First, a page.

Though we women play a critical role in maintaining the health and wellbeing of our families, when it comes to our own health, we tend to overlook it. It’s almost like women are invisible to themselves. We take care of everyone else first, and ourselves, last. Women have been taught since childhood to put others before themselves, and are likely juggling many things between work and family and societal needs and have no time or they may be in unequal power relationships.
Preserving the health of women is a well understood developmental need. When it comes to addressing women’s health at large, it mostly covers maternal mortality and reproductive health. What is poorly appreciated is that heart disease is the number one cause of death for women globally. It’s not breast cancer, or cervical cancer or other traditionally women-related diseases. A woman’s lifetime risk of dying from heart disease is eight times greater than from breast cancer.
India accounts for one-fifth of deaths due to cardiovascular diseases (CVD) worldwide especially in the younger population (WHO). Mortality rates due to CVD in India are much higher than the global average. Ischemic Heart Disease affects both men and women but is increasing more rapidly among women than men. Other than high blood pressure, physical inactivity, obesity, diabetes, low consumption of fruits and veggies, smoking and alcohol which are common risk factors for both men and women, there are other factors affecting only women like PCOS, breast cancer therapy, gestational diabetes, use of oral contraceptives, post-menopausal hormone therapy and even stressors like neglect and isolation that multiply the risk of heart diseases.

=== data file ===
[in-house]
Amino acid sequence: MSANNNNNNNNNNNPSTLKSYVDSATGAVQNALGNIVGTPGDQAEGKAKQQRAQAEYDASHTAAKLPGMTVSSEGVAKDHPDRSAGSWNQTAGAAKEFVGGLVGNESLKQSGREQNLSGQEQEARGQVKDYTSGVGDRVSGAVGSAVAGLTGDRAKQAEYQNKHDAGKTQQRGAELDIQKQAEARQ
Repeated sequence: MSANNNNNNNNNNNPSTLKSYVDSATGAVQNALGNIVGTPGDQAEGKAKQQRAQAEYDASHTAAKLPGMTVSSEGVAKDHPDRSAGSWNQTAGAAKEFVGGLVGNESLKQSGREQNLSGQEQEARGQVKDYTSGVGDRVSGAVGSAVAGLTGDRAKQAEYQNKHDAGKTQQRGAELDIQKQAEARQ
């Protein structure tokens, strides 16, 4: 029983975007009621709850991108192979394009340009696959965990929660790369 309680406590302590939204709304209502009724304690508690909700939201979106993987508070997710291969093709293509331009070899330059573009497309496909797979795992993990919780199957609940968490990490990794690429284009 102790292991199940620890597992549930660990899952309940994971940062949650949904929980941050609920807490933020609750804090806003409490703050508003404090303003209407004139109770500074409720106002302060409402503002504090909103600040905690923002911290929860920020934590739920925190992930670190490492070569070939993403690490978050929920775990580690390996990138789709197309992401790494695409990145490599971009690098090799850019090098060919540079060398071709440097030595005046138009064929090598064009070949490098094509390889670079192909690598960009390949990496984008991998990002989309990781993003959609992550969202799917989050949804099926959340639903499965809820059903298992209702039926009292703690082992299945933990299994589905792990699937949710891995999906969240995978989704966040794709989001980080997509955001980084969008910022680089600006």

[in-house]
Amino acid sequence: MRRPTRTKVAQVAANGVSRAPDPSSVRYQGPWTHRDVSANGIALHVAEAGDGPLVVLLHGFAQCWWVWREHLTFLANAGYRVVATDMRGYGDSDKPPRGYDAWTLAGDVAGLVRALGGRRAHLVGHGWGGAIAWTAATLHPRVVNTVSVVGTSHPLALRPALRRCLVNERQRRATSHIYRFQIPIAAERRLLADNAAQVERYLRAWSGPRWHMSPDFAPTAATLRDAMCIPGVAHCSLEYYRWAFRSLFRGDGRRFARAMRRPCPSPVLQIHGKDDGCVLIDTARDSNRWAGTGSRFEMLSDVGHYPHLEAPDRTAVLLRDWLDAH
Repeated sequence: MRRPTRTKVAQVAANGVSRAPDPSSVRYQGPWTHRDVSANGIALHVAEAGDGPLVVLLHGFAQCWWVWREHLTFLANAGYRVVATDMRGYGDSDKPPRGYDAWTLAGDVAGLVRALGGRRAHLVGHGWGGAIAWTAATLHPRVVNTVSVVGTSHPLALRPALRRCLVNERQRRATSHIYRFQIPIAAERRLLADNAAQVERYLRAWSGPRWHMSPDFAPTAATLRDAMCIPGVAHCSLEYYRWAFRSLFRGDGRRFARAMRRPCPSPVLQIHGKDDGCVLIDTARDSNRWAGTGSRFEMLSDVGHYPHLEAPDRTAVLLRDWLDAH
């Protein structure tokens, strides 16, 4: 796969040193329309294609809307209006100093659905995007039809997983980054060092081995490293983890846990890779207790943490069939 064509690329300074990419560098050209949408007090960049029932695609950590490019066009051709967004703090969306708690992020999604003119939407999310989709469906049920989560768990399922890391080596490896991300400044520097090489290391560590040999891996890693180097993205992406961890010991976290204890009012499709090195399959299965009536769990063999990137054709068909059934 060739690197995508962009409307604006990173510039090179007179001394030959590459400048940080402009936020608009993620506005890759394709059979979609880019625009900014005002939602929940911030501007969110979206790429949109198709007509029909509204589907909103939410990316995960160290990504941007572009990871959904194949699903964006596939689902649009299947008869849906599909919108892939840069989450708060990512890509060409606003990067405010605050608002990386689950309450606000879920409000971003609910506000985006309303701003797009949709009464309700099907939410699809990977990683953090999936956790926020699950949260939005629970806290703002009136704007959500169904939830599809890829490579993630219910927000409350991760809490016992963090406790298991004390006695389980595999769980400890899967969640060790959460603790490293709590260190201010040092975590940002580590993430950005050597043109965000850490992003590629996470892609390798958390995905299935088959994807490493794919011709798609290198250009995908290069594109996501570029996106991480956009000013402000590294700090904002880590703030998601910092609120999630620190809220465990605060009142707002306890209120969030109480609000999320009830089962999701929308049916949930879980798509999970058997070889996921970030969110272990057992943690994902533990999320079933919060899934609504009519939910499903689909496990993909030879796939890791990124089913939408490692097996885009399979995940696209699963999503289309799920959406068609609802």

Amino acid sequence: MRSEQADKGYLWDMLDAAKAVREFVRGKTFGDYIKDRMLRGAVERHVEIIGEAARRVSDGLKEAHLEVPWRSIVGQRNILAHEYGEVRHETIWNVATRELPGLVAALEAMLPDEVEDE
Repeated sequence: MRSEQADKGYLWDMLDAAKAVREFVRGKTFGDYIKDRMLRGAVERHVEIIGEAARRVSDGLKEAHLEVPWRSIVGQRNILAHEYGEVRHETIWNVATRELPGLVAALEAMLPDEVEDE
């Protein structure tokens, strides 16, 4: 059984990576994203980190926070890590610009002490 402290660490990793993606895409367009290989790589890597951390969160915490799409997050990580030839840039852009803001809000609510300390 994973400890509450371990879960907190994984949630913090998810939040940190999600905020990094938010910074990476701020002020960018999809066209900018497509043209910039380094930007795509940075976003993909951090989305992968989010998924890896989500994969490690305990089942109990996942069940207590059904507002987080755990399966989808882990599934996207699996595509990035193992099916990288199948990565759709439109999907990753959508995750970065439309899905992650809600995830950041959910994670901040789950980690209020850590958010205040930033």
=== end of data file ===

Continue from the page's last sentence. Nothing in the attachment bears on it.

Another point of concern is that symptoms of heart conditions are different in women than in men. Heart disease is serious in itself, but it often leads to stroke with devastating effects on quality of life, even if one survives. Signs and symptoms of heart disease and stroke are often ignored and passed off as just tiredness. If a woman experiences extreme fatigue, breathlessness, blurry vision, upper abdominal pain, light-headedness, she should go see a doctor.
Let us learn about how heart attacks and strokes manifest in women and men, what are the signs and symptoms, how we can save lives, even as bystanders through CPR. The American Heart Association has a wealth of information for all of us. Take a moment to read and share the list with the women in your life, to help them become stronger and healthier:
Be aware of the risk factors leading to Noncommunicable diseases, NCDs.
Know your family history.
Know your numbers: Blood Pressure, Cholesterol, Sugar Levels.
Watch your weight (act to reduce weight if overweight or obese)
Tame your stress levels through stress management techniques (yoga, meditation, reading, deep breathing)
Eat a healthy balanced diet. Include more fruits, veggies, whole grains, and nuts.
Quit smoking and avoid alcohol.
Take enough rest. Have a regular sleep pattern of 7-8 hours.
Listen to your body. If something isn’t right, talk to a doctor.
Spend time with people who make you happy.
Learn to relax. Your body houses your mind and spirit.
Put yourselves higher on your own ‘to do’ list.
Heart disease isn’t inevitable, it is preventable. We know from compelling clinical studies that 80% of heart disease can be prevented with three lifestyle changes – eating right, exercising and avoiding tobacco (WHO). Prevention through healthy living is at the core of all our work.
(The writer is the founder & CEO of Arogya World.)
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